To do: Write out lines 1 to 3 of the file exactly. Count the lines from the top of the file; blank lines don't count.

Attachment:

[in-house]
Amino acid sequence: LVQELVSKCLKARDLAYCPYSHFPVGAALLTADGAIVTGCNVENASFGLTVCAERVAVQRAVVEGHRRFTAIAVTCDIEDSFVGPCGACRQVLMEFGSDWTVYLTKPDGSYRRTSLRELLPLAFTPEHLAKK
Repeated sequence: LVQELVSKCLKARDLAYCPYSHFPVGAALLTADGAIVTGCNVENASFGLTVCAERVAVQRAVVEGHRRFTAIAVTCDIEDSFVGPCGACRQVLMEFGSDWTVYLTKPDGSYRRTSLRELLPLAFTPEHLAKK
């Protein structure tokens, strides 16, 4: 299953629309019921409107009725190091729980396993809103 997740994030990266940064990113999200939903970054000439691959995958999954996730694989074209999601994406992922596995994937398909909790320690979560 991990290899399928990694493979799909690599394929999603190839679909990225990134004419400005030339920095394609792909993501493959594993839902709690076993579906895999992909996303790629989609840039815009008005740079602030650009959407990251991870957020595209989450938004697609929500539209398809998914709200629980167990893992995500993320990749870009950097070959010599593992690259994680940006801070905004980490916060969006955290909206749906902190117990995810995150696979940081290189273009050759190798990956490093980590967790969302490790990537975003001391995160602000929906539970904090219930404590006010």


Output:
[in-house]
Amino acid sequence: LVQELVSKCLKARDLAYCPYSHFPVGAALLTADGAIVTGCNVENASFGLTVCAERVAVQRAVVEGHRRFTAIAVTCDIEDSFVGPCGACRQVLMEFGSDWTVYLTKPDGSYRRTSLRELLPLAFTPEHLAKK
Repeated sequence: LVQELVSKCLKARDLAYCPYSHFPVGAALLTADGAIVTGCNVENASFGLTVCAERVAVQRAVVEGHRRFTAIAVTCDIEDSFVGPCGACRQVLMEFGSDWTVYLTKPDGSYRRTSLRELLPLAFTPEHLAKK